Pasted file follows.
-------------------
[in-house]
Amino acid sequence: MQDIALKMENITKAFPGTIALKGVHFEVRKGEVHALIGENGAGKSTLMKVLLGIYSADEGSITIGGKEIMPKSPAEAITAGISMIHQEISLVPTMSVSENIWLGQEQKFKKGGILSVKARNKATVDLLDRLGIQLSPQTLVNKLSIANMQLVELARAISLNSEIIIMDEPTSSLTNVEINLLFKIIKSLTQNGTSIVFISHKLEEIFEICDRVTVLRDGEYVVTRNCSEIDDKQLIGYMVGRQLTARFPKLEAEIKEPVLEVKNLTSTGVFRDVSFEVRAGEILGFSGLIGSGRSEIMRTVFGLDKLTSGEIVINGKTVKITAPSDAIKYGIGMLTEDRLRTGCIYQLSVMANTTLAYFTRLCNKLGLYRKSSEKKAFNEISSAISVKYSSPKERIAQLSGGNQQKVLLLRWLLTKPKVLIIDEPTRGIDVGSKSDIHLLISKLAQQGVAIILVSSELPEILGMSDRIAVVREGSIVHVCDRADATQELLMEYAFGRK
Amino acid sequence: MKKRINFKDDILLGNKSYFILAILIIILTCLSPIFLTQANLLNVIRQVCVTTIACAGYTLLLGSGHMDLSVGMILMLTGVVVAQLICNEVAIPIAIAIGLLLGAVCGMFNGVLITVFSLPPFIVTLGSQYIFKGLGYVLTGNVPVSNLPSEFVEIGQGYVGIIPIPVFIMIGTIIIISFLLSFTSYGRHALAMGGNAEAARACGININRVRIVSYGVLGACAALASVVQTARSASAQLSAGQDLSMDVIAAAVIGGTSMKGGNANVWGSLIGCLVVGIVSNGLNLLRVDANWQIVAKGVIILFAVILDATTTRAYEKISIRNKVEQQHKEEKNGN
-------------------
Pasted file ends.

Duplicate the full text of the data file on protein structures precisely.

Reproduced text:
[in-house]
Amino acid sequence: MQDIALKMENITKAFPGTIALKGVHFEVRKGEVHALIGENGAGKSTLMKVLLGIYSADEGSITIGGKEIMPKSPAEAITAGISMIHQEISLVPTMSVSENIWLGQEQKFKKGGILSVKARNKATVDLLDRLGIQLSPQTLVNKLSIANMQLVELARAISLNSEIIIMDEPTSSLTNVEINLLFKIIKSLTQNGTSIVFISHKLEEIFEICDRVTVLRDGEYVVTRNCSEIDDKQLIGYMVGRQLTARFPKLEAEIKEPVLEVKNLTSTGVFRDVSFEVRAGEILGFSGLIGSGRSEIMRTVFGLDKLTSGEIVINGKTVKITAPSDAIKYGIGMLTEDRLRTGCIYQLSVMANTTLAYFTRLCNKLGLYRKSSEKKAFNEISSAISVKYSSPKERIAQLSGGNQQKVLLLRWLLTKPKVLIIDEPTRGIDVGSKSDIHLLISKLAQQGVAIILVSSELPEILGMSDRIAVVREGSIVHVCDRADATQELLMEYAFGRK
Amino acid sequence: MKKRINFKDDILLGNKSYFILAILIIILTCLSPIFLTQANLLNVIRQVCVTTIACAGYTLLLGSGHMDLSVGMILMLTGVVVAQLICNEVAIPIAIAIGLLLGAVCGMFNGVLITVFSLPPFIVTLGSQYIFKGLGYVLTGNVPVSNLPSEFVEIGQGYVGIIPIPVFIMIGTIIIISFLLSFTSYGRHALAMGGNAEAARACGININRVRIVSYGVLGACAALASVVQTARSASAQLSAGQDLSMDVIAAAVIGGTSMKGGNANVWGSLIGCLVVGIVSNGLNLLRVDANWQIVAKGVIILFAVILDATTTRAYEKISIRNKVEQQHKEEKNGN